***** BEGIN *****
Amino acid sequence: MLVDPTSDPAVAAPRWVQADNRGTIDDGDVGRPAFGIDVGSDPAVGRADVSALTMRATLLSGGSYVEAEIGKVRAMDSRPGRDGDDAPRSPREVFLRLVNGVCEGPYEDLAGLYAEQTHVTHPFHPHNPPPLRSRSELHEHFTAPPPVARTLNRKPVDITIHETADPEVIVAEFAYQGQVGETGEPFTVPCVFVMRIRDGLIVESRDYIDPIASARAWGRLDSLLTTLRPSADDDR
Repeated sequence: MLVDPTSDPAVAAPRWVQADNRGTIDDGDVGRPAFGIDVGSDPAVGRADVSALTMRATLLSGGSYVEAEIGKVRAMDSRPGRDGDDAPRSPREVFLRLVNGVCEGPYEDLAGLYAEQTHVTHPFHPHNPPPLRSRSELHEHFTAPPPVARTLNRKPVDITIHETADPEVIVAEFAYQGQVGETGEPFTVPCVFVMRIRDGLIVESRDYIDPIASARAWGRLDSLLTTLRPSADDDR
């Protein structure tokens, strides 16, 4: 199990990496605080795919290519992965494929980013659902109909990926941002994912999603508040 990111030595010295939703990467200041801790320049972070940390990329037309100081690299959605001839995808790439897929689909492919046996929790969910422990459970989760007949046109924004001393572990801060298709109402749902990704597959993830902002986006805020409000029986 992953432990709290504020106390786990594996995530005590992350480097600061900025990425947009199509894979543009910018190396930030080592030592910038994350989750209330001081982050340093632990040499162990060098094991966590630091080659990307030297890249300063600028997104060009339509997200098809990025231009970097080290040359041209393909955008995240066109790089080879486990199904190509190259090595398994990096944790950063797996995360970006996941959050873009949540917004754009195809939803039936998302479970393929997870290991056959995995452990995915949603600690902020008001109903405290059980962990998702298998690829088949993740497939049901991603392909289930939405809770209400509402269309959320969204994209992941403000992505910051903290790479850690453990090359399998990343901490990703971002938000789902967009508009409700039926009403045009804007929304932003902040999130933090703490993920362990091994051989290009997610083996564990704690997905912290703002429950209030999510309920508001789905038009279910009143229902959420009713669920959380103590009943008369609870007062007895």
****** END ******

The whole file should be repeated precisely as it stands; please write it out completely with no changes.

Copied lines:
Amino acid sequence: MLVDPTSDPAVAAPRWVQADNRGTIDDGDVGRPAFGIDVGSDPAVGRADVSALTMRATLLSGGSYVEAEIGKVRAMDSRPGRDGDDAPRSPREVFLRLVNGVCEGPYEDLAGLYAEQTHVTHPFHPHNPPPLRSRSELHEHFTAPPPVARTLNRKPVDITIHETADPEVIVAEFAYQGQVGETGEPFTVPCVFVMRIRDGLIVESRDYIDPIASARAWGRLDSLLTTLRPSADDDR
Repeated sequence: MLVDPTSDPAVAAPRWVQADNRGTIDDGDVGRPAFGIDVGSDPAVGRADVSALTMRATLLSGGSYVEAEIGKVRAMDSRPGRDGDDAPRSPREVFLRLVNGVCEGPYEDLAGLYAEQTHVTHPFHPHNPPPLRSRSELHEHFTAPPPVARTLNRKPVDITIHETADPEVIVAEFAYQGQVGETGEPFTVPCVFVMRIRDGLIVESRDYIDPIASARAWGRLDSLLTTLRPSADDDR
């Protein structure tokens, strides 16, 4: 199990990496605080795919290519992965494929980013659902109909990926941002994912999603508040 990111030595010295939703990467200041801790320049972070940390990329037309100081690299959605001839995808790439897929689909492919046996929790969910422990459970989760007949046109924004001393572990801060298709109402749902990704597959993830902002986006805020409000029986 992953432990709290504020106390786990594996995530005590992350480097600061900025990425947009199509894979543009910018190396930030080592030592910038994350989750209330001081982050340093632990040499162990060098094991966590630091080659990307030297890249300063600028997104060009339509997200098809990025231009970097080290040359041209393909955008995240066109790089080879486990199904190509190259090595398994990096944790950063797996995360970006996941959050873009949540917004754009195809939803039936998302479970393929997870290991056959995995452990995915949603600690902020008001109903405290059980962990998702298998690829088949993740497939049901991603392909289930939405809770209400509402269309959320969204994209992941403000992505910051903290790479850690453990090359399998990343901490990703971002938000789902967009508009409700039926009403045009804007929304932003902040999130933090703490993920362990091994051989290009997610083996564990704690997905912290703002429950209030999510309920508001789905038009279910009143229902959420009713669920959380103590009943008369609870007062007895």